Monday, May 16, 2016

When is an election not an election?


Walter Shapiro has covered decades of primaries. This year those primaries have once again exposed messy contradictions in the process.

For all its faults, the 2016 campaign has one shimmering achievement: The presidential race has identified a form of representative democracy that arouses more bipartisan hatred than the United States Congress.

Because in many states we go to the same polling place we'll go to in November and vote with the same machines, we think of primaries as just another election that for some unknown reason is held at a weird time of year. Most of us don't bother to vote, since this isn't the real election. But it is just an election, isn't it?

Well, no. Presidential primaries are "intra-party deliberations" by which political parties chose their candidates in the general (November) election. Though it looks like they are part of our governing system, they aren't (although in most locations state governments pay for them and use them for "non-partisan" balloting for some offices.)

It's when we think of primaries as just another majoritarian election that their peculiarities stand out. In fact, the presidential primaries are a messy sequence of accreted practice, a hodgepodge deriving from various historical periods. The direction of the developing candidate selection process is generally toward offering the option of universal participation -- but the system is full of holes and pitfalls. I'm just going to comment briefly on a few of the systems that various states and the two parties have used this year. There's been a lot of clarifying commentary and the season is not over yet!
  • Caucuses: What could be more "democratic" (small "d") than neighbors getting together in a high school gym to compare candidates and press for their choice of candidate? Well -- almost anything, according to Josh Marshall who maintains that caucus processes are the most effective voter suppression method in politics today. Participation is way lower than in primary elections; people who can't give two hours of an evening to the process, such as parents and many workers, are disenfranchised, as are folks who fear they can't figure it out in front of their neighbors. More people vote in states with primary ballot systems and voters have a clearer understanding of what they are doing.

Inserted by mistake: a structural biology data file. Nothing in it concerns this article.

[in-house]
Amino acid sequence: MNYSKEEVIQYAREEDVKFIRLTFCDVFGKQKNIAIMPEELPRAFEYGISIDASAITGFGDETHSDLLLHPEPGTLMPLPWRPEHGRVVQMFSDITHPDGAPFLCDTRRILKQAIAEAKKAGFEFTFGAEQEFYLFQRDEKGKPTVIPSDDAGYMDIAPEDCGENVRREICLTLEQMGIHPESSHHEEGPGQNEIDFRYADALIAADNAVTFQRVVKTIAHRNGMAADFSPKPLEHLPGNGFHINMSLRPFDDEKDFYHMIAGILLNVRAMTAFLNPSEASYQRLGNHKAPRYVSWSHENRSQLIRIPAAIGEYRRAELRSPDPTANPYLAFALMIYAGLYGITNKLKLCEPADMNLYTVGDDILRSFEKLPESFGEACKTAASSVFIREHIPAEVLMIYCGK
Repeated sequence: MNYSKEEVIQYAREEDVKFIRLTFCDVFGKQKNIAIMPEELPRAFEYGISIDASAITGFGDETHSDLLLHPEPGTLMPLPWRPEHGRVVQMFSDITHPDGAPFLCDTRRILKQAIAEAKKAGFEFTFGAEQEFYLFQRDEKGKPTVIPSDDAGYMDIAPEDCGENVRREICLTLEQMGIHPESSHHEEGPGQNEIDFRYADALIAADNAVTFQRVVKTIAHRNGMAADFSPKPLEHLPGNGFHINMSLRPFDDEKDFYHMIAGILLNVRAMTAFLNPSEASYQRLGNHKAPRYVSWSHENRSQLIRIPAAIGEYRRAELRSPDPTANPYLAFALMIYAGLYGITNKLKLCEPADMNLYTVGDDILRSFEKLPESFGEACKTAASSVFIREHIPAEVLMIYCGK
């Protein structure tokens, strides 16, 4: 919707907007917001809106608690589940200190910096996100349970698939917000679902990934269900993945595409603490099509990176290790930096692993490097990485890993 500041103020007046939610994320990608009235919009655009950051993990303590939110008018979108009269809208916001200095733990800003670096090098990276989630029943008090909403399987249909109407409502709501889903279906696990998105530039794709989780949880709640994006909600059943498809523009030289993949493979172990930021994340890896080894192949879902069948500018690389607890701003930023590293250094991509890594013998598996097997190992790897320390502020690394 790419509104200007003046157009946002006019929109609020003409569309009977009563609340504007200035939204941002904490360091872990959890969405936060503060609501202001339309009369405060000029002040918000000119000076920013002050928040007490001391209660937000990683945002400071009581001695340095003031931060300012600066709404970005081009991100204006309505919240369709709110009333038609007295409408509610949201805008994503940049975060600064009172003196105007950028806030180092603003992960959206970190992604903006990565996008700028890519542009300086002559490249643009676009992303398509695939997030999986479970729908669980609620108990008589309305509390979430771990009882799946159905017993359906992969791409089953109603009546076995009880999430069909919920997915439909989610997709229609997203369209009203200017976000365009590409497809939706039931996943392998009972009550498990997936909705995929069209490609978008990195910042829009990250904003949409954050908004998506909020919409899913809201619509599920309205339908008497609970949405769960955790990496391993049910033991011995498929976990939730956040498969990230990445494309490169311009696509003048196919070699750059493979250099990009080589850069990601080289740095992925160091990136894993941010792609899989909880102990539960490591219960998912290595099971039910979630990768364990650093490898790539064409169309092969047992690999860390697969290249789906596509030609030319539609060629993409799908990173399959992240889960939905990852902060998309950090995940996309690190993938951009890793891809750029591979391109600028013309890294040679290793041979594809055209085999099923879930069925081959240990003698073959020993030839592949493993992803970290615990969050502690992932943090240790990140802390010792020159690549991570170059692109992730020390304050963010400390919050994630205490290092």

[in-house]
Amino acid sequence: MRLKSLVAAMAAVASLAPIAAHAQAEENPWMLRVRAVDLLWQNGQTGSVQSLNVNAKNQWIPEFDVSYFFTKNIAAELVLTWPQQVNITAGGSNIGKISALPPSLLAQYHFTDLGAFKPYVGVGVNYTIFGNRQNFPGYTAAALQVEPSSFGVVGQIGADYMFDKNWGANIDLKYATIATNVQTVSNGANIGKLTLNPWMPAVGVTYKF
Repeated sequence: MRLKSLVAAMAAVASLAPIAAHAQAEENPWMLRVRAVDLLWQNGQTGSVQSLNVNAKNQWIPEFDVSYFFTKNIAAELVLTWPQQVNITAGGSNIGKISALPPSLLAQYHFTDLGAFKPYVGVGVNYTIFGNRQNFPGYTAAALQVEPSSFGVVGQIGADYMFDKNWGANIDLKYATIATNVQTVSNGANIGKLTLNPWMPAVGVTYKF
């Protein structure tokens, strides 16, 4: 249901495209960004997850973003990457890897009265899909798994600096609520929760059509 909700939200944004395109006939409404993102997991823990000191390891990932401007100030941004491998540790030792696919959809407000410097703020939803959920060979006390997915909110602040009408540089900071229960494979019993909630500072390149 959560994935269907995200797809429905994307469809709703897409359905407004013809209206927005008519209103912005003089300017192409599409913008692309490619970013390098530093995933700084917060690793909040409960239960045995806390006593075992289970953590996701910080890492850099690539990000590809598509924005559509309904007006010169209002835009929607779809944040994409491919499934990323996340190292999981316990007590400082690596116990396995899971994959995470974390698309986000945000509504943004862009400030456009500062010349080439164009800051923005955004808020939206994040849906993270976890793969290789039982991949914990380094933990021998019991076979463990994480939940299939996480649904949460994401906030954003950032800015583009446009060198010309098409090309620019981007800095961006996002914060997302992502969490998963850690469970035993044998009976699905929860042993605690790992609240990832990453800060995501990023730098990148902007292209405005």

• Closed primaries: Because the New York State primary unexpectedly took place before nominees had been decided by earlier states, the strict rule requiring potential voters to have signed up with a party preference months in advance came under a spotlight. The rule excluded some number of independents who expected to be able to vote in the presidential primary. Most states have more lenient rules, or open primaries, or simply no party registration at all, but New York's system came into being for a democratic (small "d") reason. Unlike most states, New York has several viable small parties -- Working Families, Greens, etc -- that have electoral influence. Without some such provision, they fear the Dems and GOPers could "steal" their nominations with a relatively few last minute party switchers who vote on their line for the major party candidates.
  • Super delegates: Hey, if we get to vote for our presidential candidate choices, how come there are so-called "super-delegates" who get to vote at party conventions without having to face any voters? Both parties have these, 712 for the Dems, 437 for the GOPers. They consist of elected officials like governors and congresscritters, and people who run the party apparatus like chairs of state committees, etc. The argument for including them with special status in the nomination process is that they are the people who keep the parties going when politics is not front and center of popular attention. Whenever a nomination contest is close, the side with less support tries to round them up; but since this is a deeply majoritarian country, such efforts are likely to fail. I guess this year's messy process should teach us to "never say never" to any possible outcome, but I have some sympathy with the idea that the people who do the day to day party work should get a role.